Use and host your own remote Ext JS packages

Use and host your own remote Ext JS packages

Ext JS packages are useful for sharing code between applications. In this article I will show how to create and host your own Ext JS packages.

In a previous article I have shown how you can use local packages. In this article I will show you how you can create and host your own remote packages on your own server.


For this article you require Sencha CMD and an URL to a webspace where you host your packages. This can be on your intranet server or on the internet. If you have a webspace available under f.e., you could create a subdomain "sencha" or "cdn" to this domain to serve your packages. The only thing that matters is that you can do a GET to the space you reserve for hosting your packages.

Configuration of the webspace

On your webspace (we assume you create the following folder structure: cmd->packages. That would point to the URL:

Adding the remote repository

With Sencha CMD we can see the list of current remote repositories by entering the command

sencha repository list

It will show you the list of current remote repositories. By default it will show

Sencha Cmd v6.0.2.14
[INF] Remote repository connections (1):
[INF]     sencha -

Now we create a new remote repository that links to We are going to call this repository "demo". We do this by entering the following statements with Sencha CMD

sencha package repo add "demo"

This will add a reference to a remote repository. and:

sencha package repo init -name "demo" -email ""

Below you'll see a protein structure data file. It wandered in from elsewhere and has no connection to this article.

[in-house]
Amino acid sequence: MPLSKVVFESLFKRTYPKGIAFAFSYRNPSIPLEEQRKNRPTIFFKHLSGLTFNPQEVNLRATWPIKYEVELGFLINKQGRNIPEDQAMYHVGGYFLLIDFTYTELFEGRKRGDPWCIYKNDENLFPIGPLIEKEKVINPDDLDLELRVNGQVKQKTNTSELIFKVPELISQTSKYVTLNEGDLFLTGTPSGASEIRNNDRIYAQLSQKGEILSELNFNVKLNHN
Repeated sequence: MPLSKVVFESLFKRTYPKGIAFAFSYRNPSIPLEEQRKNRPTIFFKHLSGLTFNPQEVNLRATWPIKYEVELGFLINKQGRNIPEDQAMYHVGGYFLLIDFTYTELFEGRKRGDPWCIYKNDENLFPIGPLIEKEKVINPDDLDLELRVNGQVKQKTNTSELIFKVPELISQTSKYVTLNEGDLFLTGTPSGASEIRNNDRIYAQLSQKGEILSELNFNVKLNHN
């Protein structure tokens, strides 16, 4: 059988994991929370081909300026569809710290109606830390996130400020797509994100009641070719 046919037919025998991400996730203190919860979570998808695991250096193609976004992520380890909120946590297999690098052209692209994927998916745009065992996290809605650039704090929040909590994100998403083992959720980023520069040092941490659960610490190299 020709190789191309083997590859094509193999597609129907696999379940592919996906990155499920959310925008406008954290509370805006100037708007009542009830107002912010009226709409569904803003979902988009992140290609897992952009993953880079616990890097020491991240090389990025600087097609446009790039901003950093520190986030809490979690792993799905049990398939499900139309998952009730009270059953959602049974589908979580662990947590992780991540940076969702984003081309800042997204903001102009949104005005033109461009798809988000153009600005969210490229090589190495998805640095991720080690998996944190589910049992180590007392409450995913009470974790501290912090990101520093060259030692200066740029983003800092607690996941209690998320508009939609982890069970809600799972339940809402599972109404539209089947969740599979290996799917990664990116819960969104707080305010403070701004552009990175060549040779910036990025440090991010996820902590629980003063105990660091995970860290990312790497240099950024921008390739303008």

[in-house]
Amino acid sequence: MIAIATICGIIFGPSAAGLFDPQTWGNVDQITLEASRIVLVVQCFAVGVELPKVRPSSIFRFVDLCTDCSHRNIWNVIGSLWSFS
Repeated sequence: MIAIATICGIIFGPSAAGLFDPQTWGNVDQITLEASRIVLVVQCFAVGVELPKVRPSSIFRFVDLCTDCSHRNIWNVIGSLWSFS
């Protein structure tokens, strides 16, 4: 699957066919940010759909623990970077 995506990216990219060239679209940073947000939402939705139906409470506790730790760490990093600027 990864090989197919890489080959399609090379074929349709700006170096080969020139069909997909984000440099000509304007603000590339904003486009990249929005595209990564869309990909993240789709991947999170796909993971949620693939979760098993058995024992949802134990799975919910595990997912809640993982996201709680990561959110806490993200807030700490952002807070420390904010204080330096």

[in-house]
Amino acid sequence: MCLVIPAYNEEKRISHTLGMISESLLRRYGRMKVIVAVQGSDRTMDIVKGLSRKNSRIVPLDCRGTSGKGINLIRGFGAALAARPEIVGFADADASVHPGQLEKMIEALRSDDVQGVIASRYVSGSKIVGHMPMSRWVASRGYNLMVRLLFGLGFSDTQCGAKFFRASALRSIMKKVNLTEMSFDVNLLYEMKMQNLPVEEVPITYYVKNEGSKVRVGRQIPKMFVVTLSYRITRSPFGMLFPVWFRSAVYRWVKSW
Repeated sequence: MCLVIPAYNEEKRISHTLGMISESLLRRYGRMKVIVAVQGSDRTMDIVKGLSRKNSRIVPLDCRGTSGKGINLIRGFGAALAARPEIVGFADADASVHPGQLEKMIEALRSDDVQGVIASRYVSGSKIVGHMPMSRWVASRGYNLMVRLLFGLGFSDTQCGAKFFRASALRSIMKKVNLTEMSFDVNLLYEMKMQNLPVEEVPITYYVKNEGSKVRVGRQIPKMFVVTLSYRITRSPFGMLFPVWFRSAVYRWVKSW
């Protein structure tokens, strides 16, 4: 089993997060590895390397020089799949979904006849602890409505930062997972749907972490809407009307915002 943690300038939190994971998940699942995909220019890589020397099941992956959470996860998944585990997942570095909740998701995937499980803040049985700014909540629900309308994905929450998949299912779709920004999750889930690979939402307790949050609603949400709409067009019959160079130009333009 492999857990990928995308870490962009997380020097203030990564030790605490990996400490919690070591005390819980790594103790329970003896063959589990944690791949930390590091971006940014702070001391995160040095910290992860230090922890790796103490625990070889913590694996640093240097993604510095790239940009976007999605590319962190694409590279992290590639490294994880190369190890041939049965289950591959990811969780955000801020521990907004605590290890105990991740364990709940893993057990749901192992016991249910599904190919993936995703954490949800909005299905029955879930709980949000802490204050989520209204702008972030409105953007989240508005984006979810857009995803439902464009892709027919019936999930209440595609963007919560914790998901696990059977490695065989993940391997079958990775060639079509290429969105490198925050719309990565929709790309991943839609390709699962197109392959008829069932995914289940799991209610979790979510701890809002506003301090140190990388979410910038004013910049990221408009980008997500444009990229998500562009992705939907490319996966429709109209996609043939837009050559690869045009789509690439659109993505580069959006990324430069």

will initialize your local repository with an identity. Your remote repository list (sencha repository list) should look like this:

Sencha Cmd v6.0.2.14
[INF] Remote repository connections (2):
[INF]     sencha -
[INF]     demo   -

Creating your Ext JS package

With Sencha CMD you enter in the packages folder of your workspace/application

sencha package create MyPackage

Now the package MyPackage will be created in the packages->local folder of your workspace/application.


We have to modify the package.json file in the packages->local->MyPackage folder. It could be looking like this

  "name": "MyPackage",
  "namespace": "MyPackage",
  "type": "code",
  "framework": "ext",
  "toolkit": "classic",
  "creator": "demo",
  "summary": "For demo purpose",
  "detailedDescription": "Demo use only",
  "version": "1.0.0",
  "compatVersion": "1.0.0",
  "format": "1",
  "slicer": {
    "js": [
        "path": "${package.dir}/sass/example/custom.js",
        "isWidgetManifest": true
  "output": "${package.dir}/build",
  "local": true,
  "sass": {
    "namespace": "Factory",
    "etc": "${package.dir}/sass/etc/all.scss,${package.dir}/${}/sass/etc/all.scss",
    "var": "${package.dir}/sass/var,${package.dir}/${}/sass/var",
    "src": "${package.dir}/sass/src,${package.dir}/${}/sass/src"
  "classpath": "${package.dir}/src,${package.dir}/${}/src",
  "overrides": "${package.dir}/overrides,${package.dir}/${}/overrides",
  "example": {
    "path": [
  "requires": []

Important is the "creator" tag in this file. It should match the name of your remote repository that we have created earlier on. Whatever name you create for your repository, it is wise to use one (1) word only. Windows doesn't handle f.e. "Demo Repo" very well. It is also important to make clear for which framework this package is used.

"framework": "ext",
"toolkit": "classic",

You may remove the attributes that you don't need/have, like "example", "sass", "overrides", "slicer". Then you also may remove the corresponding folders to clean up your package to a minimum.


Now we have to make a small modification to the sencha.cfg file in the .sencha folder of the package.

# The folder that contains sub-packages of this package. Only valid for "framework"
# package type.

# Custom Properties - Place customizations below this line to avoid merge
# conflicts with newer versions


We have to add because we don't need styling and because our package is containing "code" and is not a theme.

Build the package for remote hosting

After we have our first version ready and maintained our code it's time to publish the package. First we have to build the package for remote hosting. In the folder of our package we enter with Sencha CMD